EEG slow waves in traumatic brain injury: Convergent findings in mouse and man.
ABSTRACT: OBJECTIVE:Evidence from previous studies suggests that greater sleep pressure, in the form of EEG-based slow waves, accumulates in specific brain regions that are more active during prior waking experience. We sought to quantify the number and coherence of EEG slow waves in subjects with mild traumatic brain injury (mTBI). METHODS:We developed a method to automatically detect individual slow waves in each EEG channel, and validated this method using simulated EEG data. We then used this method to quantify EEG-based slow waves during sleep and wake states in both mouse and human subjects with mTBI. A modified coherence index that accounts for information from multiple channels was calculated as a measure of slow wave synchrony. RESULTS:Brain-injured mice showed significantly higher theta:alpha amplitude ratios and significantly more slow waves during spontaneous wakefulness and during prolonged sleep deprivation, compared to sham-injured control mice. Human subjects with mTBI showed significantly higher theta:beta amplitude ratios and significantly more EEG slow waves while awake compared to age-matched control subjects. We then quantified the global coherence index of slow waves across several EEG channels in human subjects. Individuals with mTBI showed significantly less EEG global coherence compared to control subjects while awake, but not during sleep. EEG global coherence was significantly correlated with severity of post-concussive symptoms (as assessed by the Neurobehavioral Symptom Inventory scale). CONCLUSION AND IMPLICATIONS:Taken together, our data from both mouse and human studies suggest that EEG slow wave quantity and the global coherence index of slow waves may represent a sensitive marker for the diagnosis and prognosis of mTBI and post-concussive symptoms.
Project description:Objective:Evidence from previous studies suggests that greater sleep pressure, in the form of EEG-based slow waves, accumulates in specific brain regions that are more active during prior waking experience. We sought to quantify the number and coherence of EEG slow waves in subjects with mild traumatic brain injury (mTBI). Methods:We developed a method to automatically detect individual slow waves in each EEG channel, and validated this method using simulated EEG data. We then used this method to quantify EEG-based slow waves during sleep and wake states in both mouse and human subjects with mTBI. A modified coherence index that accounts for information from multiple channels was calculated as a measure of slow wave synchrony. Results:Brain-injured mice showed significantly higher theta:alpha amplitude ratios and significantly more slow waves during spontaneous wakefulness and during prolonged sleep deprivation, compared to sham-injured control mice. Human subjects with mTBI showed significantly higher theta:beta amplitude ratios and significantly more EEG slow waves while awake compared to age-matched control subjects. We then quantified the global coherence index of slow waves across several EEG channels in human subjects. Individuals with mTBI showed significantly less EEG global coherence compared to control subjects while awake, but not during sleep. EEG global coherence was significantly correlated with severity of post-concussive symptoms (as assessed by the Neurobehavioral Symptom Inventory scale). Conclusion and implications:Taken together, our data from both mouse and human studies suggest that EEG slow wave quantity and the global coherence index of slow waves may represent a sensitive marker for the diagnosis and prognosis of mTBI and post-concussive symptoms.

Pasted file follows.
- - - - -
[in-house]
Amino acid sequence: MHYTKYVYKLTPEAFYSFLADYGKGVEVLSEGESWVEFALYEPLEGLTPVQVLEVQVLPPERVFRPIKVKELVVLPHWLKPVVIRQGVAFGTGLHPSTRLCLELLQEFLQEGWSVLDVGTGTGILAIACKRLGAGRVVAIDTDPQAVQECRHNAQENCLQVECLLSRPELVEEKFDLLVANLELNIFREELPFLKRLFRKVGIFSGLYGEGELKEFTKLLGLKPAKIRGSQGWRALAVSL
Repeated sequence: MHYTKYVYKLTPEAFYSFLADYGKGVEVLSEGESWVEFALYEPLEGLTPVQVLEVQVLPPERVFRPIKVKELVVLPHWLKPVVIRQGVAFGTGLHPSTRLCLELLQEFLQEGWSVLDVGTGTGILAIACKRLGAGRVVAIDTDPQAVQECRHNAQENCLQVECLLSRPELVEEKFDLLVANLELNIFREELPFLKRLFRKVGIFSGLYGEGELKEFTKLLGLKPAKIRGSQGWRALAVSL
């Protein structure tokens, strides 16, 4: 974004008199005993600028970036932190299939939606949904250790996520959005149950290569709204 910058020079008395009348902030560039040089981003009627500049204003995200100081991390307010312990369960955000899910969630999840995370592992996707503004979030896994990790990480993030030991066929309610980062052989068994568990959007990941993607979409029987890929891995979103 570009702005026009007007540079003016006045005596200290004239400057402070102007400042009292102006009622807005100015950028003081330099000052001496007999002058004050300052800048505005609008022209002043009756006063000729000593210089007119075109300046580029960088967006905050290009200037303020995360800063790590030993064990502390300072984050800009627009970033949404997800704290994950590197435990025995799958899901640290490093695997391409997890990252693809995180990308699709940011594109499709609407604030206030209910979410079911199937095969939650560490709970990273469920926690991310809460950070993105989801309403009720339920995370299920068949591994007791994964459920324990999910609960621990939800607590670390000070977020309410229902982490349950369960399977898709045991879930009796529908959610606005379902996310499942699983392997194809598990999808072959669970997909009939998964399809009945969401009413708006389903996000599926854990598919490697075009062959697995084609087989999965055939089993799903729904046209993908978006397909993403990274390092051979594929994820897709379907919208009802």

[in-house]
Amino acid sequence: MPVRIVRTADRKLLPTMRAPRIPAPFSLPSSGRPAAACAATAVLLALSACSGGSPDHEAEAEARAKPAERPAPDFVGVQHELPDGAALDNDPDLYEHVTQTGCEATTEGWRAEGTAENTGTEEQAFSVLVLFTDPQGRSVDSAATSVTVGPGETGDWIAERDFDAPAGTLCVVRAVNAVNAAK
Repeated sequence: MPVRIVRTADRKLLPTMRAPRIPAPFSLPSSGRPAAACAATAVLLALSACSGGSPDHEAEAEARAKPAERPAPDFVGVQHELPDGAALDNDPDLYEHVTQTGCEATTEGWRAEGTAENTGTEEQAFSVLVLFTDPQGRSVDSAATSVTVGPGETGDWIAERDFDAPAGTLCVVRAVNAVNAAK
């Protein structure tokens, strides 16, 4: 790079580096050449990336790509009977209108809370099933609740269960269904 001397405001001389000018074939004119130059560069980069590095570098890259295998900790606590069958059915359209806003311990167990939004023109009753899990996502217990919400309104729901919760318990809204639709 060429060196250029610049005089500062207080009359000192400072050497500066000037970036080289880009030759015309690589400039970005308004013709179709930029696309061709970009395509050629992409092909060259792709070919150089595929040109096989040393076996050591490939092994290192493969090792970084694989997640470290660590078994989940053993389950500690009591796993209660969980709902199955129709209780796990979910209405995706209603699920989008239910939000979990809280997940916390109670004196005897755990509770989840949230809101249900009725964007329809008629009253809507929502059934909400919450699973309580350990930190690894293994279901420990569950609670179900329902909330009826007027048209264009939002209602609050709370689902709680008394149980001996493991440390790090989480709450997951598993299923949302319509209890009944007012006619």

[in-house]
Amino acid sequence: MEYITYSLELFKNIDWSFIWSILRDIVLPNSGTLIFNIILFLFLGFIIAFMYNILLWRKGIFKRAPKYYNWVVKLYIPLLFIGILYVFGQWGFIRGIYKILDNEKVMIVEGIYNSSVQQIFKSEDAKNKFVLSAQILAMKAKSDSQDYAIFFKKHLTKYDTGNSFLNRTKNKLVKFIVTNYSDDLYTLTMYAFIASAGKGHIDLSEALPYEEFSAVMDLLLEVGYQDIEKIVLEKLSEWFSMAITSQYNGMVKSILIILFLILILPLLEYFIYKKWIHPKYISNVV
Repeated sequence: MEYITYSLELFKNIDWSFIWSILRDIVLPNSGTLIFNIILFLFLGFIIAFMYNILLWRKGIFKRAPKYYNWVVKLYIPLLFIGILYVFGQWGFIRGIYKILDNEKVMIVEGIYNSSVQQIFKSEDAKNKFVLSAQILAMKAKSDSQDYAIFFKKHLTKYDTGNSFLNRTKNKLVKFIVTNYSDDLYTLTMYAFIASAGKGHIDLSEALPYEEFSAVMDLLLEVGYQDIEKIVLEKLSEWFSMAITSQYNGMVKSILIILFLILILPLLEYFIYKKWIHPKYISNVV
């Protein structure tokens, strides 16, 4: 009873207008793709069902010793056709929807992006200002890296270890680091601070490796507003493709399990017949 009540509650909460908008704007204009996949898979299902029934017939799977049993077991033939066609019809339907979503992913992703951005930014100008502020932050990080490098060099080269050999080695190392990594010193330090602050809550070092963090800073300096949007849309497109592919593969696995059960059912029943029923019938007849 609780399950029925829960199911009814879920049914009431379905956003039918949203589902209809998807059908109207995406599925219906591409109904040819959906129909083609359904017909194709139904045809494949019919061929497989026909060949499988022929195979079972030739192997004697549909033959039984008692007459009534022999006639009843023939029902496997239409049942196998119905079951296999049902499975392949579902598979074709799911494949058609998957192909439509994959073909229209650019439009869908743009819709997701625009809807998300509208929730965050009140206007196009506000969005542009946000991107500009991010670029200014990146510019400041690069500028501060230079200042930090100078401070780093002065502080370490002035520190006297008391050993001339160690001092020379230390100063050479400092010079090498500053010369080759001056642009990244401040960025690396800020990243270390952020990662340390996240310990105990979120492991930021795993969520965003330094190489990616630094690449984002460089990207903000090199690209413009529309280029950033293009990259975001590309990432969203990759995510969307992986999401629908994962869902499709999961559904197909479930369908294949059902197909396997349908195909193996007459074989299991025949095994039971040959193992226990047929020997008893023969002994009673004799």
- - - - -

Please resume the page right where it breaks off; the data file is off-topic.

Project description:Learning is assumed to induce specific changes in neuronal activity during sleep that serve the consolidation of newly acquired memories. To specify such changes, we measured electroencephalographic (EEG) coherence during performance on a declarative learning task (word pair associations) and subsequent sleep. Compared with a nonlearning control condition, learning performance was accompanied with a strong increase in coherence in several EEG frequency bands. During subsequent non-rapid eye movement sleep, coherence only marginally increased in a global analysis of EEG recordings. However, a striking and robust increase in learning-dependent coherence was found when analyses were performed time-locked to the occurrence of slow oscillations (<1 Hz). Specifically, the surface-positive half-waves of the slow oscillation resulting from widespread cortical depolarization were associated with distinctly enhanced coherence after learning in the slow-oscillatory, delta, slow-spindle, and gamma bands. The findings identify the depolarizing phase of the slow oscillations in humans as a time period particularly relevant for a reprocessing of memories in sleep.